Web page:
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The 5 Sweet Alternatives To Sugar

The 5 Sweet Alternatives To Sugar

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Whether you have sweet tooth or need to add a dash of sugar to complete the perfect dish, one would find it hard to avoid the presence of sugary substance.


But what if for health reasons, one has to limit the intake of sugar?


Fret not, as always, nature and science provides the solution, in the form of ‘sweeteners’, to satisfy those of us who like the taste of sugar.


Although many studies have tried to prove the dangers of sweeteners other than sugar and honey, none has succeeded to date and it should also be noted that these tests even used amounts that are far higher than the ‘Acceptable Daily Intake (ADI)’. However, like anything else, moderate consumption is advisable.


Before we get ball rolling, let’s start by getting to know a bit of our plain ol’ ordinary sugar.


Ordinary Sugar

Ordinary sugar or sucrose is a natural product that comes from sugar cane or sugar beet plants. Once the juice is extracted from the plant, it is refined to give it the appearance we all come to recognise. The juice is crystallized, then cleansed, to eliminate any unwanted deposits. The more it is refined, the paler and more neutral in taste it becomes. although refined beet sugar is laways pure white and light in taste, refined cane sugar varies in colour from very dark brown to blonde nad has a distinctive flavour.


After it has been refined, the sugar is processed so it acquires its particular form, for instance : lump sugar, granulated sugar, soft brown sugar, caster (superfine) sugar or icing sugar. A liquid form of sugar (usually used in fizzy soda drinks) can also be obtained from cane sugar though diabetics should take extra caution with these liquid sugar as it is absorbed into the blood much faster than solid-form types of sugar.


Naturally, ordinary sugar is THE benchmark of sweetness, with its sweetening capacity classed as 1. The calorie count of ordinary sugar is around 4 calories per gram.


Now let’s check out the 5 sweeteners shall we?



As with Xylitol, you may have already consumed aspartame as it has been used in low-calorie carbonated soft drink and low calorie ‘sugar-free’ foodstuff throughout the world for more 26 years. Not only that, you could have added them to your coffee and tea, yes, those little packets labelled sweeteners with names like NutraSweet or Equal.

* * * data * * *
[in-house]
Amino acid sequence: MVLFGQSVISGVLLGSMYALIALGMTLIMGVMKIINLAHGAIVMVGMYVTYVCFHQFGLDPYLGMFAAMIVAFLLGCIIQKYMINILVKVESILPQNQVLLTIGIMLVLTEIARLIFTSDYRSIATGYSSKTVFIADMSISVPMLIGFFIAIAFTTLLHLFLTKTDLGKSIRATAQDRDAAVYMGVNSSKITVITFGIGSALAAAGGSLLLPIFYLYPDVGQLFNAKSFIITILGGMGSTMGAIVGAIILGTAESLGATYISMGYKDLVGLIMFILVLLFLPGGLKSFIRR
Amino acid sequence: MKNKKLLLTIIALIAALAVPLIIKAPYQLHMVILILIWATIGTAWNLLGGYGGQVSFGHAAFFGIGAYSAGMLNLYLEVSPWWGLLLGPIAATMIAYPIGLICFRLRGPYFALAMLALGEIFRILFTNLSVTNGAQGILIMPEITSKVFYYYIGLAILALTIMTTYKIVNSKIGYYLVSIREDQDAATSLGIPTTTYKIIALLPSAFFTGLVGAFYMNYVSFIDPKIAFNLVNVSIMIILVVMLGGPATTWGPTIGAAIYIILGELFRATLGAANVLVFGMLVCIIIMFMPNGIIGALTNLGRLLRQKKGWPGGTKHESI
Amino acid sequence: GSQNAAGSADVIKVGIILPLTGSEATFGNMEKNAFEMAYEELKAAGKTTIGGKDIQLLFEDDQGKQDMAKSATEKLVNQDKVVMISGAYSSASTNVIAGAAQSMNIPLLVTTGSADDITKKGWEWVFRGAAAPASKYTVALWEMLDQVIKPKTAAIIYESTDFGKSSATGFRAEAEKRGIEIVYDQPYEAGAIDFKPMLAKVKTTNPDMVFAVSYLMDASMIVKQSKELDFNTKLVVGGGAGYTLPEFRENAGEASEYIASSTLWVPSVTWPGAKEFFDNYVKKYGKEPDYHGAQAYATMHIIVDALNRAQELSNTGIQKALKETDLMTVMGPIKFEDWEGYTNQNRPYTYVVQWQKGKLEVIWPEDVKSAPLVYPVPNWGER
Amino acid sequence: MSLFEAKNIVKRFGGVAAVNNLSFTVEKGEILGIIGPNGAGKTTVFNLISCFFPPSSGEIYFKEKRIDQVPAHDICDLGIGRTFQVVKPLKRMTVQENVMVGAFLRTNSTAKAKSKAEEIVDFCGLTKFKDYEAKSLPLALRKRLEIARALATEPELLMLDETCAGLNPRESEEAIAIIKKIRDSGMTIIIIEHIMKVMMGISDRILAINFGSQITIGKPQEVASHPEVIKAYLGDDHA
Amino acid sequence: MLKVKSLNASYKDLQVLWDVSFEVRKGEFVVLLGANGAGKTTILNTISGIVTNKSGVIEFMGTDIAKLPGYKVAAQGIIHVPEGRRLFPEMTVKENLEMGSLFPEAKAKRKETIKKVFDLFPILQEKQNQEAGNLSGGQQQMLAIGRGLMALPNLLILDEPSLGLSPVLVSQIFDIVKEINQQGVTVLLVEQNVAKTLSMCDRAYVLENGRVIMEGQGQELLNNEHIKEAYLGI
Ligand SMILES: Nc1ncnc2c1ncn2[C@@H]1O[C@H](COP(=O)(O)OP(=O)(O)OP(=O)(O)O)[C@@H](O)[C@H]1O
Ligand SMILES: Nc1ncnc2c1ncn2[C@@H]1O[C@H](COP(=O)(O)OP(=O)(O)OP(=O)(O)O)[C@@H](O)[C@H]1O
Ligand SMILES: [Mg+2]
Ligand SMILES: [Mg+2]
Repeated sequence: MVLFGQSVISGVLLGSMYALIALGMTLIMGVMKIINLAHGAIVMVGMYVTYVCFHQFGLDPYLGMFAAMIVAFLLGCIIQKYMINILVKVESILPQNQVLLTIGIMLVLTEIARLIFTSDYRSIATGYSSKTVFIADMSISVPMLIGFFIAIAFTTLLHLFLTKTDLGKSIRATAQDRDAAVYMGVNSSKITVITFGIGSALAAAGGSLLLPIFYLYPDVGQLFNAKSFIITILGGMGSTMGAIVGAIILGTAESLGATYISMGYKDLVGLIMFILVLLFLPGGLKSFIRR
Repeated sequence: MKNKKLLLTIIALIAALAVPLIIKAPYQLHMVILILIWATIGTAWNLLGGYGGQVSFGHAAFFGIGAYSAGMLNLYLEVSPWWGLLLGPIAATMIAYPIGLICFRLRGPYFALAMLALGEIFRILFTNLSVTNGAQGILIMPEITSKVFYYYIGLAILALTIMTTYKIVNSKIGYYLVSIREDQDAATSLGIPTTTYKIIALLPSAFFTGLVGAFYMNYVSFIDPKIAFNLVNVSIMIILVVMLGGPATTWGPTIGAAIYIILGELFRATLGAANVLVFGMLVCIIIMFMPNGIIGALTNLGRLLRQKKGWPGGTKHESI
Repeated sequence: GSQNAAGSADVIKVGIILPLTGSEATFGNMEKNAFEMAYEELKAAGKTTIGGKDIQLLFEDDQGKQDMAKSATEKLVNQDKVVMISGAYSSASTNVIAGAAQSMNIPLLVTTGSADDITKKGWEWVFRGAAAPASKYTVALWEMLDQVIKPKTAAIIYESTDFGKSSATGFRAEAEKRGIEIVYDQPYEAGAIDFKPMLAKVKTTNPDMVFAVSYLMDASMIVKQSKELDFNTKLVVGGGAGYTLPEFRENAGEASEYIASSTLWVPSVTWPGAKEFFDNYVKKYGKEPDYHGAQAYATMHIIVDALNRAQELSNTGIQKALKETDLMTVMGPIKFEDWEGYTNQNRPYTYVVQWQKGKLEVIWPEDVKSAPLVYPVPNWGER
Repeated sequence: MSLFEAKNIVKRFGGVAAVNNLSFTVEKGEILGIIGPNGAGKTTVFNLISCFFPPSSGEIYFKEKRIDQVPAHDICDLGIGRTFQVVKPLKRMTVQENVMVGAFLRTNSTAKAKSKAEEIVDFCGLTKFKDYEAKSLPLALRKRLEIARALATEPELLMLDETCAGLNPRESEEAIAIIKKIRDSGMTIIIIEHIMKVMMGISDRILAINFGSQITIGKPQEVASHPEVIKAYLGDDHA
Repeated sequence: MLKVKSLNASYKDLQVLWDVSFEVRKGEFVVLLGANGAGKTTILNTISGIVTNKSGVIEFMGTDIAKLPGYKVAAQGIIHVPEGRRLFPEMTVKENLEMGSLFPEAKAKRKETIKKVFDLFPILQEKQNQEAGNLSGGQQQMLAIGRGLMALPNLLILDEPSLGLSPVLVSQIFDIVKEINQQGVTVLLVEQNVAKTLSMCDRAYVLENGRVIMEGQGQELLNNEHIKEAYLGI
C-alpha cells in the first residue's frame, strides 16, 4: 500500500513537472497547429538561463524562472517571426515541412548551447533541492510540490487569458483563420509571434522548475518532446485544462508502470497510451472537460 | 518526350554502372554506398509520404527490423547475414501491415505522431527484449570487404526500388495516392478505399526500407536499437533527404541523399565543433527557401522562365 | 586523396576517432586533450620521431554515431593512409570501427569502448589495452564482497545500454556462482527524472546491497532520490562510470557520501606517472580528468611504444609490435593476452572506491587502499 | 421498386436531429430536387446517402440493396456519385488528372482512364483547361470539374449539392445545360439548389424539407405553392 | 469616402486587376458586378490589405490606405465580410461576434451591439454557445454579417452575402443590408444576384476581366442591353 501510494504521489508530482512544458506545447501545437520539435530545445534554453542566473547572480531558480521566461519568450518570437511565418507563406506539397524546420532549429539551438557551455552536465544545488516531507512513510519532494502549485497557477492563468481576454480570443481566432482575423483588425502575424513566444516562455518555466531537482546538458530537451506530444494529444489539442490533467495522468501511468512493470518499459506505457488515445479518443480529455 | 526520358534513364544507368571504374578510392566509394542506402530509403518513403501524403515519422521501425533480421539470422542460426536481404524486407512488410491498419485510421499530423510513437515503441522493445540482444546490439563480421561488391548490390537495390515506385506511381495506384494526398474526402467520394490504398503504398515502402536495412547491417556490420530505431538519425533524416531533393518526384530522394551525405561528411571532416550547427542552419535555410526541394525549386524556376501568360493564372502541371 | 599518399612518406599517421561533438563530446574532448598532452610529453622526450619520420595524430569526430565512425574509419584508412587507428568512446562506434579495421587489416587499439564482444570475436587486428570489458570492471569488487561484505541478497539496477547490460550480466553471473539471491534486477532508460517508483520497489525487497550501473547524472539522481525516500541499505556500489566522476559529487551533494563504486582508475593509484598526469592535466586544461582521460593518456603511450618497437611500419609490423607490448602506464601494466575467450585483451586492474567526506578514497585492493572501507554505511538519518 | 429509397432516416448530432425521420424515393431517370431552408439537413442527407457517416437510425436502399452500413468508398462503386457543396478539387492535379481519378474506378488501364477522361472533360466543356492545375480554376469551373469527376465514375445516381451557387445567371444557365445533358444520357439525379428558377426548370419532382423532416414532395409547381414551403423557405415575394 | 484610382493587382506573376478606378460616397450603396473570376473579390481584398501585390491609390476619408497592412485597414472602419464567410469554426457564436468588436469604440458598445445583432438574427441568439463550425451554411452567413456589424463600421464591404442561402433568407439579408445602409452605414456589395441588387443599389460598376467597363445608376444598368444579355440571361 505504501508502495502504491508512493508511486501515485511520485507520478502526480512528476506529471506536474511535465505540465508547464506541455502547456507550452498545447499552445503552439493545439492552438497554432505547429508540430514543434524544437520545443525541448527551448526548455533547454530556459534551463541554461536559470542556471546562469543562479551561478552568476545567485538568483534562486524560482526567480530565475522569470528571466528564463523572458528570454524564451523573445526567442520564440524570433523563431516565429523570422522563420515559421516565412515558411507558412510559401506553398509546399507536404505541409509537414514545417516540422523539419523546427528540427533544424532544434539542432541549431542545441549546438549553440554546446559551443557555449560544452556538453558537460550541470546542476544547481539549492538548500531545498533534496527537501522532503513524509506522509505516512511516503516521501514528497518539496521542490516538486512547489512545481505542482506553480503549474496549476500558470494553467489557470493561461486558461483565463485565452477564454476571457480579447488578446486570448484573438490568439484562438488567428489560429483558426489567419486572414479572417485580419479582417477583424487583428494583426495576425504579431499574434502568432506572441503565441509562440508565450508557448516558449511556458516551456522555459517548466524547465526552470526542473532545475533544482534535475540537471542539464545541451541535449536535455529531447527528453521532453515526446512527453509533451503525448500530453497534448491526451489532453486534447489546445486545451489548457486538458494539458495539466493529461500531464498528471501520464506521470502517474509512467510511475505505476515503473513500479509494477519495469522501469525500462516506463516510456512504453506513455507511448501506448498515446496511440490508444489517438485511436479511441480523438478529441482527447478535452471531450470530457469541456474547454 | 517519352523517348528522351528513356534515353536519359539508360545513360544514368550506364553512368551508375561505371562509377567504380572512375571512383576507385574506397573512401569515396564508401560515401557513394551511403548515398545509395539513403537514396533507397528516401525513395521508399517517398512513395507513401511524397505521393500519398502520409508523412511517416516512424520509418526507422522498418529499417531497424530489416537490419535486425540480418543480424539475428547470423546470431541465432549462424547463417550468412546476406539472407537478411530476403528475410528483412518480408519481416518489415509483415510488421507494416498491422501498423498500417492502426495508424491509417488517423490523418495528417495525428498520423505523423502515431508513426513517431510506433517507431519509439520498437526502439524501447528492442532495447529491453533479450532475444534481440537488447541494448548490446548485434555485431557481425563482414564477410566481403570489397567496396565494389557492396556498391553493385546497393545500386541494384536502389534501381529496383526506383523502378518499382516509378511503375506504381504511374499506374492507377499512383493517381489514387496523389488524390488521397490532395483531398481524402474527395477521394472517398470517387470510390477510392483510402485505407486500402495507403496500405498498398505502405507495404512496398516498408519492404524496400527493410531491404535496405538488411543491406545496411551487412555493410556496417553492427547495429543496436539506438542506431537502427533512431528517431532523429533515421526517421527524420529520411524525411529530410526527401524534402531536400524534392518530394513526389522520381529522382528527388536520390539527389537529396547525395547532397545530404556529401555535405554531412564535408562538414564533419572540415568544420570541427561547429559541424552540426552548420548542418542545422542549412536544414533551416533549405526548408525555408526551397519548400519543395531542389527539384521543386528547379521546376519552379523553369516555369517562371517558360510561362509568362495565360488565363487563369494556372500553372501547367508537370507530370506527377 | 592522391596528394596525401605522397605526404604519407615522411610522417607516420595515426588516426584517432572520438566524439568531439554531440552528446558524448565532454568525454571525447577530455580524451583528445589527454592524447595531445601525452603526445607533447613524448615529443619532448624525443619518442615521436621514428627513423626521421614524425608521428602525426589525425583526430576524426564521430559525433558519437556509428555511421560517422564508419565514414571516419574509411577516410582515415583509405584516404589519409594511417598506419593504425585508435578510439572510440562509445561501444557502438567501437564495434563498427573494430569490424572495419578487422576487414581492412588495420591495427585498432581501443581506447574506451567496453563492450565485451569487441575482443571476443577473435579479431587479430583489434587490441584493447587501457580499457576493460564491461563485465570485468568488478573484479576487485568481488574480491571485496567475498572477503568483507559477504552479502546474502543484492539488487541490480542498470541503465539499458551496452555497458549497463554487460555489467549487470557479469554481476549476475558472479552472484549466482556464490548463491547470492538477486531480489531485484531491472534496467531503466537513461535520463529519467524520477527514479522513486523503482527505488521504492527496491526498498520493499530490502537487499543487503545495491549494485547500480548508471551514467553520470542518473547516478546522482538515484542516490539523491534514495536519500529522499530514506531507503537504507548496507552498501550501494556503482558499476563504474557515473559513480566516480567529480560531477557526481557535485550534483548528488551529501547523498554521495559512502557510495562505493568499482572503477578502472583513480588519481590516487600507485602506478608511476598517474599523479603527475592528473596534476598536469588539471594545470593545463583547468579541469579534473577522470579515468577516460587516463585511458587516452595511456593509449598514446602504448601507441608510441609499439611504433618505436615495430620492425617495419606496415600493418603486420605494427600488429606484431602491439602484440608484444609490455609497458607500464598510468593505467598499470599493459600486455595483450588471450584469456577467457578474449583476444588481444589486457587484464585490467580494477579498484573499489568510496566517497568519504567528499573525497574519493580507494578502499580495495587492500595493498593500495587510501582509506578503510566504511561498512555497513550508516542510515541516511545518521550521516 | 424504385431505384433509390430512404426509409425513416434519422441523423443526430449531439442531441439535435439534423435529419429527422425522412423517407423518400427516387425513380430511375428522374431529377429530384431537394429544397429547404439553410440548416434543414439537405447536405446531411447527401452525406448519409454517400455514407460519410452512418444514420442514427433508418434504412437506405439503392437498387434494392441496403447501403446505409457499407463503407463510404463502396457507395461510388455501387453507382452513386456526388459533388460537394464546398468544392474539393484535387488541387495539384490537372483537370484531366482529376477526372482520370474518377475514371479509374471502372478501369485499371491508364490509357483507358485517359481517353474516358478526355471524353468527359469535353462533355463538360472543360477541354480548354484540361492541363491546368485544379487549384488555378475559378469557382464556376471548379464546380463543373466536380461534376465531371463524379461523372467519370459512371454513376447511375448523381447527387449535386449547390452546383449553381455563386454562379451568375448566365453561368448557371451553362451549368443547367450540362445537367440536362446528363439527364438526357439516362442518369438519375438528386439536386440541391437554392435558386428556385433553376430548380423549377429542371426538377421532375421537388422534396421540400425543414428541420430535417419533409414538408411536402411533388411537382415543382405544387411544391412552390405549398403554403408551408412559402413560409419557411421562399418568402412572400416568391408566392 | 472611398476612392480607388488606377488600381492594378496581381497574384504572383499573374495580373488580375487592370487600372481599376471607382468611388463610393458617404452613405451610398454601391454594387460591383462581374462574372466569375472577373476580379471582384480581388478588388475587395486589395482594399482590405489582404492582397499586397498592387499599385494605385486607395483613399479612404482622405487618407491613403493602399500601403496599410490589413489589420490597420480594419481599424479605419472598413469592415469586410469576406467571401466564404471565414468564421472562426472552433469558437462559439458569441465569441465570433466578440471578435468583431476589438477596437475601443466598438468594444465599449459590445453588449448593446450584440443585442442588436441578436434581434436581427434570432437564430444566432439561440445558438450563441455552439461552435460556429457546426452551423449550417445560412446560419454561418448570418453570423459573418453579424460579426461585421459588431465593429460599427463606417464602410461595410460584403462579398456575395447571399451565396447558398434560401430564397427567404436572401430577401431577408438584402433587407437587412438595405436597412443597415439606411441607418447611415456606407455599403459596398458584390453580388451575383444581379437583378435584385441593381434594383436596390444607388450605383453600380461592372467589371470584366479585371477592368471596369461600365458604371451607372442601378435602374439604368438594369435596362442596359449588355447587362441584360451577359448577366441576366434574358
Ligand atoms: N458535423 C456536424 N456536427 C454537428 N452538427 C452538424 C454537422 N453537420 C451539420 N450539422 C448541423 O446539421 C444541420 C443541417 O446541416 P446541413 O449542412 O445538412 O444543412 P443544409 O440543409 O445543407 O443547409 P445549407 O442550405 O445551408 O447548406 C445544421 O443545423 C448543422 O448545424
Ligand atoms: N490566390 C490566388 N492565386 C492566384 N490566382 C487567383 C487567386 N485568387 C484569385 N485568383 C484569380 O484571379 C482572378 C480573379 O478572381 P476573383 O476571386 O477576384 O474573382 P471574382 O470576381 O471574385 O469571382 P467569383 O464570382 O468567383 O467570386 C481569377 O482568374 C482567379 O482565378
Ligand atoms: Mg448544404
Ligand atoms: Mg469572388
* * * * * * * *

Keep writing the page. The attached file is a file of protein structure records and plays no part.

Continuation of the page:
Aspartame is actually a synthetic composite sweetener and aspartame-based sweetening powder has a calorie count of 3.5 to 4 calories per gram with a sweetening power equivalent to 10 times that of ordinary sugar.



Stevia is a natural sweetener that comes directly from the plant of the same name. With qualities similar to Aspartame, in its purest form, Stevia has no calories and has far greater sweetening power than ordinary sugar – it is about 30 times sweeter than sugar. However, unlike other sweeteners listed in this article, it leaves an bitter aftertaste which prompts manufacturers to blend it with other ingredients to make it more palatable.


Stevia does not raise blood sugar levels when ingested and is therefore safe for use by diabetics.



You may be familiar and even ‘tasted’ this sweetener many times before, without realising it – that’s because it’s widely used in chewing gum and mouth wash as it leaves that fresh feeling in your mouth, does not ferment (in your mouth) and therefore will not cause dental cavities.


German and French scientists first discovered Xylitol at the end of the 19th century. It is a natural sweetener found mostly found in the bark of silver birch and produced commercially in powdered form. Xylitol has a sweetening capacity more or less equivalent to that of ordinary sugar and it has neutral taste with calorie count of 2.5 calories per gram, which almost half that of ordinary sugar.